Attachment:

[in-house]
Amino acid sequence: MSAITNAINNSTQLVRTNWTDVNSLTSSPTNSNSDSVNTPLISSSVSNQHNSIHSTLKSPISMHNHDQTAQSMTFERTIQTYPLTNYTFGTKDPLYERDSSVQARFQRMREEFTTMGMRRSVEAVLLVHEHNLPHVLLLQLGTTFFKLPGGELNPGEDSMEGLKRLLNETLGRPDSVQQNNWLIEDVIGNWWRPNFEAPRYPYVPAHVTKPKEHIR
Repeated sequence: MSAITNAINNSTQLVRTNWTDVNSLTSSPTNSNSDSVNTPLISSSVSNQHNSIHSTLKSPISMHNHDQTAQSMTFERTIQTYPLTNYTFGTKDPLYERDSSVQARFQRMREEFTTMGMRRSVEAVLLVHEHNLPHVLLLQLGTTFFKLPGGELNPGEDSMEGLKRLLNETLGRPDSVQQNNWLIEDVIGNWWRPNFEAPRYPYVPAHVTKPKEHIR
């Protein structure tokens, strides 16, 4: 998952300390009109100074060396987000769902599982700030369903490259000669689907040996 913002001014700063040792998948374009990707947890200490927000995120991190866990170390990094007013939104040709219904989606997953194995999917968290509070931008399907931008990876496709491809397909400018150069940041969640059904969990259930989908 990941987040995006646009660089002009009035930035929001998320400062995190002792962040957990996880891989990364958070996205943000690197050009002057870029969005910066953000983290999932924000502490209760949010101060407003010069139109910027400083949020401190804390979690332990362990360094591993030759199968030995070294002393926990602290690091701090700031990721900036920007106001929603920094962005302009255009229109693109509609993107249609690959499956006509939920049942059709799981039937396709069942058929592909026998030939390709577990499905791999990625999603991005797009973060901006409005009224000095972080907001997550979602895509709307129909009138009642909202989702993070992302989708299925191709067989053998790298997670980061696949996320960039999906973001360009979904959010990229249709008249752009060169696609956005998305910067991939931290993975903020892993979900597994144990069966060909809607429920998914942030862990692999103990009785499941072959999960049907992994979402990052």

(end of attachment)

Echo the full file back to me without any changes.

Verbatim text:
[in-house]
Amino acid sequence: MSAITNAINNSTQLVRTNWTDVNSLTSSPTNSNSDSVNTPLISSSVSNQHNSIHSTLKSPISMHNHDQTAQSMTFERTIQTYPLTNYTFGTKDPLYERDSSVQARFQRMREEFTTMGMRRSVEAVLLVHEHNLPHVLLLQLGTTFFKLPGGELNPGEDSMEGLKRLLNETLGRPDSVQQNNWLIEDVIGNWWRPNFEAPRYPYVPAHVTKPKEHIR
Repeated sequence: MSAITNAINNSTQLVRTNWTDVNSLTSSPTNSNSDSVNTPLISSSVSNQHNSIHSTLKSPISMHNHDQTAQSMTFERTIQTYPLTNYTFGTKDPLYERDSSVQARFQRMREEFTTMGMRRSVEAVLLVHEHNLPHVLLLQLGTTFFKLPGGELNPGEDSMEGLKRLLNETLGRPDSVQQNNWLIEDVIGNWWRPNFEAPRYPYVPAHVTKPKEHIR
């Protein structure tokens, strides 16, 4: 998952300390009109100074060396987000769902599982700030369903490259000669689907040996 913002001014700063040792998948374009990707947890200490927000995120991190866990170390990094007013939104040709219904989606997953194995999917968290509070931008399907931008990876496709491809397909400018150069940041969640059904969990259930989908 990941987040995006646009660089002009009035930035929001998320400062995190002792962040957990996880891989990364958070996205943000690197050009002057870029969005910066953000983290999932924000502490209760949010101060407003010069139109910027400083949020401190804390979690332990362990360094591993030759199968030995070294002393926990602290690091701090700031990721900036920007106001929603920094962005302009255009229109693109509609993107249609690959499956006509939920049942059709799981039937396709069942058929592909026998030939390709577990499905791999990625999603991005797009973060901006409005009224000095972080907001997550979602895509709307129909009138009642909202989702993070992302989708299925191709067989053998790298997670980061696949996320960039999906973001360009979904959010990229249709008249752009060169696609956005998305910067991939931290993975903020892993979900597994144990069966060909809607429920998914942030862990692999103990009785499941072959999960049907992994979402990052």